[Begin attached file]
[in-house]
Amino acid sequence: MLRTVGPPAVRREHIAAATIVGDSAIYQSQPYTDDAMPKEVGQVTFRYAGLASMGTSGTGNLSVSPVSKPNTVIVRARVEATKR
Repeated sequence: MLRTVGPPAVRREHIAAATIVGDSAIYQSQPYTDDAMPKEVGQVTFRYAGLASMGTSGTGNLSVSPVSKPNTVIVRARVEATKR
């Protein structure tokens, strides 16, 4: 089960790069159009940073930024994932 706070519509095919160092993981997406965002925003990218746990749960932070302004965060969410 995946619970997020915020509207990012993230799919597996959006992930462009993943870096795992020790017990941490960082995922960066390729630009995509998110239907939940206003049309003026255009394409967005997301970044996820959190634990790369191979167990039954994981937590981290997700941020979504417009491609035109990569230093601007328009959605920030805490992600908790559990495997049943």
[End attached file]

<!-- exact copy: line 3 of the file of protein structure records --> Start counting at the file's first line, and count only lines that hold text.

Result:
Repeated sequence: MLRTVGPPAVRREHIAAATIVGDSAIYQSQPYTDDAMPKEVGQVTFRYAGLASMGTSGTGNLSVSPVSKPNTVIVRARVEATKR